The World’s Most Compelling Responses in Literature

When it comes to literature criticism, Gale continues to be the go-to publisher for researchers. Literature Criticism Online, raises the level of research by offering thoughtful and diverse responses to art, historic events, and literature from around the world. This award-winning series supports the discussion of how the world evolved, cultures have transformed. Offer researchers … Read more

George Washington’s Bookshelf and the Founding of the Novel

| By Eric Bargeron, Layman Poupard Publishing | President’s Day was established in 1968 to celebrate the birthday of George Washington, America’s first chief executive, hailed for his military leadership and his abilities as a statesman. He was a man of action, but John Adams, a bit of a snob, thought Washington was “too illiterate, unlearned, … Read more

Irish Short Fiction: A Saint Patrick’s Day Review

| By Eric Bargeron, Layman Poupard Publishing |

This Saint Patrick’s day, readers of Literature Criticism Online can distinguish themselves from the masses by eschewing green beer and shamrock kitsch, and contemplating instead the many contributions of Ireland to the world of literature. As critic Terence Brown notes in Short Story Criticism, volume 226, “it is scarcely a disputable fact of literary history that Irish prose fiction writers have been drawn to the short story form and have indeed excelled in it.” That volume, which is devoted entirely to Irish writers, includes a lengthy entry on James Joyce. His stories, all of which are contained in the collection Dubliners, are widely considered to be among the best in the English language. Joyce himself was fairly convinced of the importance of the book, even before its publication, as Morris Beja writes in his essay “One Good Look at Themselves”:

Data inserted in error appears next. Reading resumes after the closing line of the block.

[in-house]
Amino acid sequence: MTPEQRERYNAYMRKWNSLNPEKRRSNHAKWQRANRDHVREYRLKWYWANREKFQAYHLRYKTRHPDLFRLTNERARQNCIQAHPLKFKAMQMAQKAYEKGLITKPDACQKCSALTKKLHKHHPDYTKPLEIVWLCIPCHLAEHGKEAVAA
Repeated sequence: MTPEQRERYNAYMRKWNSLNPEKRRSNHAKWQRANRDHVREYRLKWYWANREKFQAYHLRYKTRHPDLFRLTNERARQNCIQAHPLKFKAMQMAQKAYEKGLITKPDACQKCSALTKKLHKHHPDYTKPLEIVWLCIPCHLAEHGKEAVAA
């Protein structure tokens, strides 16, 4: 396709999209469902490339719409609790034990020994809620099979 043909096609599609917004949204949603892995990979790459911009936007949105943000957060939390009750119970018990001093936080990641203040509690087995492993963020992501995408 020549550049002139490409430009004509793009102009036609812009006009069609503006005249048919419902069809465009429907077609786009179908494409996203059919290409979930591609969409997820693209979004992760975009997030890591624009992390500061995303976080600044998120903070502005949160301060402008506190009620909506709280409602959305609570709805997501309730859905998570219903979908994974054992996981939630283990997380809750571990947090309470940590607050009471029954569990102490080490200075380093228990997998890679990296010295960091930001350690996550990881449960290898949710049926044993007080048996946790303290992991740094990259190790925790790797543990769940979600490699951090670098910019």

During their dispute over the problems in bringing out an edition of Dubliners, James Joyce wrote the publisher Grant Richards that ‘I seriously believe that you will retard the course of civilization in Ireland by preventing the Irish people from having one good look at themselves in my nicely polished looking-glass.’

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A Literary Un-Valentine’s Day

Every Valentine’s Day we are bombarded with idealized images of true love and passion, and for the unlucky in love, the holiday can be difficult to stomach. In the spirit of demonstrating that matters could be worse, we offer two literary anti-love-scenes, taken from the digital pages of Literature Criticism Online. Consider the plight of … Read more

Happy Birthday Louisa May Alcott!

Louisa May Alcott, American author, was born on November 29, 1832, making today the 184th anniversary of her birthday. Alcott is most known for her novel Little Women, but she published many other written works in her lifetime. Her more popular works, like Little Women, were written for the child and young  adult audiences, but Alcott … Read more

Literary Reflections on Thanksgiving

Readers who seek insight into the meaning of Thanksgiving can find a generous serving of literary criticism on the topic in the digital pages of Literature Criticism Online. Perhaps unsurprisingly, authors have found in the holiday a fruitful setting for explorations of family dysfunction and ruminations on the American national character.